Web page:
The Rest Is History

A scandalous “Star-Spangled Banner” episode, pirate math, and internet Egyptology.

By Jaime Fuller

Friday, July 05, 2019

Sparklers on the Fourth, by Hananiah Harari, 1940. Smithsonian American Art Museum, Gift of Patricia and Phillip Frost.

• Thinking about Thomas Jefferson and John Adams on the anniversary of their July 4 deaths: “These famous founders weren’t just flawed—they were flawed in ways that reveal some of the exclusionary, white supremacist elements of the nation’s origins.” (The Saturday Evening Post)

• On the Japanese stories of Lafcadio Hearn. (Paris Review Daily)

• On old feminist utopias. (Current Affairs)

Zora Neale Hurston “approached folk culture not as a static relic of the past, but as a dynamic sieve that collects the critical contemporary commentary of its creators. For Hurston, lore was a special form of knowledge that disclosed the cosmic discovery process of humanity, unfolding perpetually as various groups of people living in unique locales ‘use up a great part of [their] life-span trying to ask infinity some questions about what is going on around its doorsteps.’ ” (Black Perspectives)

• Learning a lot on the edges of a dead literary luminary. (London Review of Books)

• An open letter to the U.S. Holocaust Memorial Museum. (NYR Daily)

• On the cast of characters that surrounded the Plessy v. Ferguson case. (The Nation)

• A 1917 “Star-Spangled Banner” scandal. (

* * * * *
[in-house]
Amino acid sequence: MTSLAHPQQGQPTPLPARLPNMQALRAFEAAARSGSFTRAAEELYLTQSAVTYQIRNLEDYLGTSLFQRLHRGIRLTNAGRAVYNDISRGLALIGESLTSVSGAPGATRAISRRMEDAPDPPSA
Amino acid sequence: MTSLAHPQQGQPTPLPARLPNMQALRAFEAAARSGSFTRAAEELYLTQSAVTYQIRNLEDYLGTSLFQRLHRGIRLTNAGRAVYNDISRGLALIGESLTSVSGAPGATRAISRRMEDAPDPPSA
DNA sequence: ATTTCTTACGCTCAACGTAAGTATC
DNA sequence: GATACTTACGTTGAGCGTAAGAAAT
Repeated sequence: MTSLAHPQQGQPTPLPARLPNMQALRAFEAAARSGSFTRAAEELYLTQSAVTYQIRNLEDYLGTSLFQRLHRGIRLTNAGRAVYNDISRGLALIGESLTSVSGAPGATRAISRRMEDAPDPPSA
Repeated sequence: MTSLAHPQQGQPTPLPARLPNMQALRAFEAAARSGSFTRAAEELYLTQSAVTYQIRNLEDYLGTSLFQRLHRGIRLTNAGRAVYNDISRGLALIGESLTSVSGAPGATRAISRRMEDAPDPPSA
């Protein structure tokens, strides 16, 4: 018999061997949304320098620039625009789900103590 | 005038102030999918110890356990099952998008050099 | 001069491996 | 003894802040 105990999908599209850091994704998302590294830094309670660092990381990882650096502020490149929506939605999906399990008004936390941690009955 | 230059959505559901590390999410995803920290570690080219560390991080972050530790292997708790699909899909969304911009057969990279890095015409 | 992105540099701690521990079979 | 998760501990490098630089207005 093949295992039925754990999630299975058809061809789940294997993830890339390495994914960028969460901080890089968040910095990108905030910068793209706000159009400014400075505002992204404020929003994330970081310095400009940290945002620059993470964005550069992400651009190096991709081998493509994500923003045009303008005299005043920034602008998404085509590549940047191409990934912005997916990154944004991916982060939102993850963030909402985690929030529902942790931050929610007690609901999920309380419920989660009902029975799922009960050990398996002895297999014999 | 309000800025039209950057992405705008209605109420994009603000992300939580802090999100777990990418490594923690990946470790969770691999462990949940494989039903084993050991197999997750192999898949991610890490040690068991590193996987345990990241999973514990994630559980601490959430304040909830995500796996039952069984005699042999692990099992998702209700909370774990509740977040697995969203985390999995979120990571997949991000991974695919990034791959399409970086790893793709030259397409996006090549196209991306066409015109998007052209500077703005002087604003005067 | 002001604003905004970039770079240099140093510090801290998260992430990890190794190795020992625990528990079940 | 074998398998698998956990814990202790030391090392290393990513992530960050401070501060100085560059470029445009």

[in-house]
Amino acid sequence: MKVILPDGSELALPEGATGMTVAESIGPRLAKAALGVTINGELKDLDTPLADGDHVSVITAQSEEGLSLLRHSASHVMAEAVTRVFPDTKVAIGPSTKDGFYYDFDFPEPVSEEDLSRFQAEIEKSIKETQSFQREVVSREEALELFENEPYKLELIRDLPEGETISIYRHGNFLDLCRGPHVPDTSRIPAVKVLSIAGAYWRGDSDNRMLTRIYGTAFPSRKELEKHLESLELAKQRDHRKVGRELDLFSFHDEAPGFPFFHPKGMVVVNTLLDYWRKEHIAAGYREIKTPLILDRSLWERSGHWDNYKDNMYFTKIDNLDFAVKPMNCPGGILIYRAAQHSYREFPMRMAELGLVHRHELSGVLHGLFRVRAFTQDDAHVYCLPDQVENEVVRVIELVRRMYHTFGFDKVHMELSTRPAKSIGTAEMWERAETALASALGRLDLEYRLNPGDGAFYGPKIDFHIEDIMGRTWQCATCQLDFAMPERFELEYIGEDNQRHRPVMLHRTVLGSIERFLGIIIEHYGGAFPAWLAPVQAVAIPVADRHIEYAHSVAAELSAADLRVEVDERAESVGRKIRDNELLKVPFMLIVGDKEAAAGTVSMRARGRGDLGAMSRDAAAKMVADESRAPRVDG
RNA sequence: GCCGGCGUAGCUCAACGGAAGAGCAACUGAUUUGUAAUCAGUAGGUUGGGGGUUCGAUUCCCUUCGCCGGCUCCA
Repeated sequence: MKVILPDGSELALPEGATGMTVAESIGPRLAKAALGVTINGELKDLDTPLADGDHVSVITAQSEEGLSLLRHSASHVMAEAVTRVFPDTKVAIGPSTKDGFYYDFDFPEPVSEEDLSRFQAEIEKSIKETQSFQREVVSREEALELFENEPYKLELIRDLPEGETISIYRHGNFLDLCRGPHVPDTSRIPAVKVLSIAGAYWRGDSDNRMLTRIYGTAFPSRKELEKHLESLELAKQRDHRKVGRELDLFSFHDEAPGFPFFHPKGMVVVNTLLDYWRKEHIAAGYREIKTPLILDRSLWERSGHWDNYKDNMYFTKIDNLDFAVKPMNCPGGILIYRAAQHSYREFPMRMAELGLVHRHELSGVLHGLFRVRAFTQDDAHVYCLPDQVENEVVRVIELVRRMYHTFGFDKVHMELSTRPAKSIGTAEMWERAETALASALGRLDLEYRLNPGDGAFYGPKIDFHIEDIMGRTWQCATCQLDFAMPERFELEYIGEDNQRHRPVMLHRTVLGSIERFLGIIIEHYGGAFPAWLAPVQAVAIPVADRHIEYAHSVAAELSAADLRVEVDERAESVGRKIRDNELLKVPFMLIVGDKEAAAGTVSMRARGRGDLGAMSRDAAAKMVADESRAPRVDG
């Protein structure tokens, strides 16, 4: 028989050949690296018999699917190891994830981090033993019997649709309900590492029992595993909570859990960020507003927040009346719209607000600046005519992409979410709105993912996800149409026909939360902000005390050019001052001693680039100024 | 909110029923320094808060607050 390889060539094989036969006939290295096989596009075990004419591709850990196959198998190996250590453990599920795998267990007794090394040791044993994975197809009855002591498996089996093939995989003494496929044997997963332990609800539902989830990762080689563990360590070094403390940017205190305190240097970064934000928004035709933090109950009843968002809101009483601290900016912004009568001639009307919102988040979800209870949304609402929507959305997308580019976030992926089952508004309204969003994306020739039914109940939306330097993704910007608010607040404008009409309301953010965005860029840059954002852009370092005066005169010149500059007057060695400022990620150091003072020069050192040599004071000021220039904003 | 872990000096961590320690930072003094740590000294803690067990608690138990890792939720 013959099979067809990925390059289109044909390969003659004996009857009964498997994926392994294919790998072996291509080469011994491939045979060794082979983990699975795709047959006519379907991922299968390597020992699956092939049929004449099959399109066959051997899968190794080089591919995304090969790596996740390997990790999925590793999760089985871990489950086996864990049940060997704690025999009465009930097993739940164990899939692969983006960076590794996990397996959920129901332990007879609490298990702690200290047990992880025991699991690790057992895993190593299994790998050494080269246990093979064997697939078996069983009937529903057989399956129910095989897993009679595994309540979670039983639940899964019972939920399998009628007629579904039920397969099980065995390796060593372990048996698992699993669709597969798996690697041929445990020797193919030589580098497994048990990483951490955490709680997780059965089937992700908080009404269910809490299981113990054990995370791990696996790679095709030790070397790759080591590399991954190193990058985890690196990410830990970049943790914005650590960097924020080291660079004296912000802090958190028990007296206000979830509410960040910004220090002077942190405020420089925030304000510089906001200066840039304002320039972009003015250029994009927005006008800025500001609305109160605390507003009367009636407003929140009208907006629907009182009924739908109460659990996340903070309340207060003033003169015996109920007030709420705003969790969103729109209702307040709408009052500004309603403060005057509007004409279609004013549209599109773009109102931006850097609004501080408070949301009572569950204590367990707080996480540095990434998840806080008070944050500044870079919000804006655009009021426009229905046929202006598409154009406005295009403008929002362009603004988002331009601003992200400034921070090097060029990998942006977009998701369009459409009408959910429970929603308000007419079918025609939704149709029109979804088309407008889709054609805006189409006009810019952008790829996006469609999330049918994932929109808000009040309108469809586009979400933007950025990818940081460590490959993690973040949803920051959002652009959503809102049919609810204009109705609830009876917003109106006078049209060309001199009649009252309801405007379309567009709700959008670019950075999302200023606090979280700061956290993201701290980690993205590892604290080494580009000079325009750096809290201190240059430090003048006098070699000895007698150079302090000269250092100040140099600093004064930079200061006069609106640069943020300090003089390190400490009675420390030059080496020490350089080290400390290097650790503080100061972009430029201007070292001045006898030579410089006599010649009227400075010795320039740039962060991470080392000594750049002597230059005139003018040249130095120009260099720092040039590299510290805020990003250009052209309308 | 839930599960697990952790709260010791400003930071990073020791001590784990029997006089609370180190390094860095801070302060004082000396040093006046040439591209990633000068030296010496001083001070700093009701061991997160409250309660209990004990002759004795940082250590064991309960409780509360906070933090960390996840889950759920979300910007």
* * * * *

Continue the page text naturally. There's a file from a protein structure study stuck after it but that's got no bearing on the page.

• A World War II aircraft was recently excavated in Ireland. (The Irish Times)

• There’s a new campaign to digitize a trove of New Orleans newspapers. (Fine Books & Collections Blog)

• “Fellow scholars have asked why Otaño-Gracia would want to study Old Norse literature considering that she’s from Puerto Rico—as if it’s a more logical area of study if you’re from, say, Ohio. She’s been mistaken for a waitress by an older male scholar while out to dinner at Kalamazoo, even though she was wearing her nametag displaying her academic affiliation.” (The Chronicle Review)

• Go to school, learn some pirate math. (Aeon)

• When Egyptology meets internet crowdsourcing. (The New Yorker)

• This week in history: President James Garfield was shot by Charles Guiteau on July 2, 1881. (Library of Congress Blog)

• This week in obituaries: a 9/11 first responder, a Cold War journalist, a former curator at the Museum of Modern Art, an editor of World of Interiors, “midwife to the minivan,” a federal prosecutor in the Rodney King case, and “a television news reporter who would ultimately get more than 115 suspects to turn themselves in to law enforcement.”